How to Teach Children to Organize Their Closet

Do you want your child to be independent when it comes to getting dressed? Here's how to teach children how to organize their closet.
How to Teach Children to Organize Their Closet
Mara Amor López

Reviewed and approved by the psychologist Mara Amor López.

Written by Mara Amor López

Last update: 27 December, 2022

With the arrival of the new season, we face the dreaded switching out of clothes. And if the task involves the clothes of the whole family, the battle becomes quite uphill. But also, it can open a window for us to instill a new learning experience in our children. So, if we want to encourage children’s autonomy when it comes to choosing their clothes and getting dressed, we can start by teaching them how to organize their closet.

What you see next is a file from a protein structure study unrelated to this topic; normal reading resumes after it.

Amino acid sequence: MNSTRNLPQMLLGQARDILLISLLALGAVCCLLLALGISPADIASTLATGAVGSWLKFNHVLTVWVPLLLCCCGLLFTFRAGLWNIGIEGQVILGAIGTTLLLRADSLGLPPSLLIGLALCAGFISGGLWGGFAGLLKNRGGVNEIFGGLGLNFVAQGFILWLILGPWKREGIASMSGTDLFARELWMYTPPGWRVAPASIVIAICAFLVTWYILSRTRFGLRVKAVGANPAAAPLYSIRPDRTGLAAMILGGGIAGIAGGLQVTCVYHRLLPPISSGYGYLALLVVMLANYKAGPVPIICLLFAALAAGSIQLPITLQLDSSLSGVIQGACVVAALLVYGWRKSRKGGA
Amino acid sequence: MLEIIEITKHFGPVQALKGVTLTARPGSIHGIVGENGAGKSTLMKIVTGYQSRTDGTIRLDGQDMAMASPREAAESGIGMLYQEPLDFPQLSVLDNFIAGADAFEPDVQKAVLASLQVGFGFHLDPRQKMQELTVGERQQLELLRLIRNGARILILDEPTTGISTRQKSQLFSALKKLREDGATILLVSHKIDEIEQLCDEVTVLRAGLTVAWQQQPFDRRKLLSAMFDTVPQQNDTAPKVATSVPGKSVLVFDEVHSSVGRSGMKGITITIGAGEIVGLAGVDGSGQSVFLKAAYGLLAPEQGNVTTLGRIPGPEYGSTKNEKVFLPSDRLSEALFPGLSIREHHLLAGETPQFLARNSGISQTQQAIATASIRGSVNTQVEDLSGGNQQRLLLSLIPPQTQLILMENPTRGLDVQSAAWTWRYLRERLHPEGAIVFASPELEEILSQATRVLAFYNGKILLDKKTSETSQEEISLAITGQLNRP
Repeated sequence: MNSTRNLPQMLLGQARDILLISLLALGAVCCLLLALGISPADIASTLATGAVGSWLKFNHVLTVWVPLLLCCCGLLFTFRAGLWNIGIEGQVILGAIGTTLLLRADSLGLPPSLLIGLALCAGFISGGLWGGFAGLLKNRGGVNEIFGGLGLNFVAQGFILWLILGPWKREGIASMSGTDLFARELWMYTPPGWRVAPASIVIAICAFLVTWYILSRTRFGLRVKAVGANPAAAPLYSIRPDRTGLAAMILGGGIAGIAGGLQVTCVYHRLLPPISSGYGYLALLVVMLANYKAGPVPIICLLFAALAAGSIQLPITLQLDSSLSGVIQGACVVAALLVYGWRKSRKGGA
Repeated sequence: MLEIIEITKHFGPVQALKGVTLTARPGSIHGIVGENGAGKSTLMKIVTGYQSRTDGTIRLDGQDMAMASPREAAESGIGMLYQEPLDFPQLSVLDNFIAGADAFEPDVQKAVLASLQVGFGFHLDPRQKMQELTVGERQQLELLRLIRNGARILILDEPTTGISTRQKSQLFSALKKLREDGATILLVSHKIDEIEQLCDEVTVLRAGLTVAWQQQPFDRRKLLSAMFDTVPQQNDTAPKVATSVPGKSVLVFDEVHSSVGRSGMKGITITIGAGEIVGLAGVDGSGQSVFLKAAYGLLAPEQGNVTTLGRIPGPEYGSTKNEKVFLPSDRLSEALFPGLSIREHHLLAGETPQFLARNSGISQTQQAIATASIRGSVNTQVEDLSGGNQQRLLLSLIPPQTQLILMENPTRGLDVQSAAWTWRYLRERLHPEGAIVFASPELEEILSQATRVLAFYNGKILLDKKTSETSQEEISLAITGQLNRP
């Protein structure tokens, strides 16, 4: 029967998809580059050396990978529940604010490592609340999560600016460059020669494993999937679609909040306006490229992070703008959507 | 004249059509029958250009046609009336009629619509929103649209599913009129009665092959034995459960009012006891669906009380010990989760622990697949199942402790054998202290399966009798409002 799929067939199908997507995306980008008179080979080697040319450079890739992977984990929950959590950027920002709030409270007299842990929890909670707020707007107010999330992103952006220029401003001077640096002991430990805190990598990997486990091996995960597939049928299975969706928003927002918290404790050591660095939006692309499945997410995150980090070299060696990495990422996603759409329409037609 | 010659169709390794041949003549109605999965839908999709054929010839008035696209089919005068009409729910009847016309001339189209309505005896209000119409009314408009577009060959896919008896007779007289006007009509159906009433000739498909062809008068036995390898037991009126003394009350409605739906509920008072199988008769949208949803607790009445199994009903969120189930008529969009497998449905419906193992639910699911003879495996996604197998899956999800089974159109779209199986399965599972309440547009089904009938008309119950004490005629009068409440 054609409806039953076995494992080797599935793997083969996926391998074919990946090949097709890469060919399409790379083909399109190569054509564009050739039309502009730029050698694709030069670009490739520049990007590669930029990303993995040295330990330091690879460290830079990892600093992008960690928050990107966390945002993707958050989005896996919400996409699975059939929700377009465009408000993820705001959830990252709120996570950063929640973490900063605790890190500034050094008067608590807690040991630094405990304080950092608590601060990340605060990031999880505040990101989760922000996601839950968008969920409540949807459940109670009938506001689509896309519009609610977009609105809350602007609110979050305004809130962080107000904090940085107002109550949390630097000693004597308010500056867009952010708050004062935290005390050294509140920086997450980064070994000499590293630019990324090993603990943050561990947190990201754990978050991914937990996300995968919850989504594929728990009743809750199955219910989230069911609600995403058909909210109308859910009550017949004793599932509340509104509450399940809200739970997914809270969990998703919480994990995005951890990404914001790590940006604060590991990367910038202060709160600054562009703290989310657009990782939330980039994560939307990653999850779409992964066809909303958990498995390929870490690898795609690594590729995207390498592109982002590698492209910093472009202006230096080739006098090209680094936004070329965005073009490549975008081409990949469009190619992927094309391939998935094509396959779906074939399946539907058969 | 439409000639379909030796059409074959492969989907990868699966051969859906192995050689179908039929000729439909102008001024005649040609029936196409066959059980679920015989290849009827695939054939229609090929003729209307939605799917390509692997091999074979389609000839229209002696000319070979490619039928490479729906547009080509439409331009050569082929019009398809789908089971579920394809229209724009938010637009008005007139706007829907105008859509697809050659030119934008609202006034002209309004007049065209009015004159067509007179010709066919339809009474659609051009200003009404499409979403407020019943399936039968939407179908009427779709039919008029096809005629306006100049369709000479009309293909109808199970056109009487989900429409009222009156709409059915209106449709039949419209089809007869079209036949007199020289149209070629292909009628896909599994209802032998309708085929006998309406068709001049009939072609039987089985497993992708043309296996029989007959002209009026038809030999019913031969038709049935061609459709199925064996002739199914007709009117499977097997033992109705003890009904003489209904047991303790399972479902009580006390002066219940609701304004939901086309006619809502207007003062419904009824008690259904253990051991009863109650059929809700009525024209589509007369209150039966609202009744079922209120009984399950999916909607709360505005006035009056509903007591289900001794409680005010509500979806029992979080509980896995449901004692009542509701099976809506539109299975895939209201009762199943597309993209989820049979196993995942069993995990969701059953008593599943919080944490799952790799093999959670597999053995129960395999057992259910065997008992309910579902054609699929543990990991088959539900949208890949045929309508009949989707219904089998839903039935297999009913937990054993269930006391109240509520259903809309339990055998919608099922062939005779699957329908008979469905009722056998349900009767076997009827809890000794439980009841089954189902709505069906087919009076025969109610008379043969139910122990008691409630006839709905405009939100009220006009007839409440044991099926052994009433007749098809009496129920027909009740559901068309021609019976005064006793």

Incorporating the habit of tidiness from childhood is very beneficial for life and also helps simplify everyday tasks. When everything is stored in its place, it’s much easier to find what we’re looking for. Therefore, if we teach children to arrange their clothes in the closet, it’ll be easier for them to choose what to wear and dress themselves independently.

Here are some tricks to organize this area. Keep reading!

How to organize their closet in order to have everything in sight

For a child to have no problems in locating their clothes, it’s important that they’re organized and arranged within reach. To achieve this, their closet has to meet a few requirements:

  • Have drawers or shelves at the bottom.
  • Have a bar in the middle, so that the little ones can reach the hangers more easily.
  • Replace high drawers with smaller, lower ones. If possible, make them transparent or mesh to allow them to see what’s inside.
  • Put themed stickers on drawers so they know where to find everything.
A boy folding jeans to put in his closet.
To begin instilling organizing, it’s key that the space is suitable for children to use. Anything that’s out of reach will keep them from developing autonomously.

Teach them to fold and hang clothes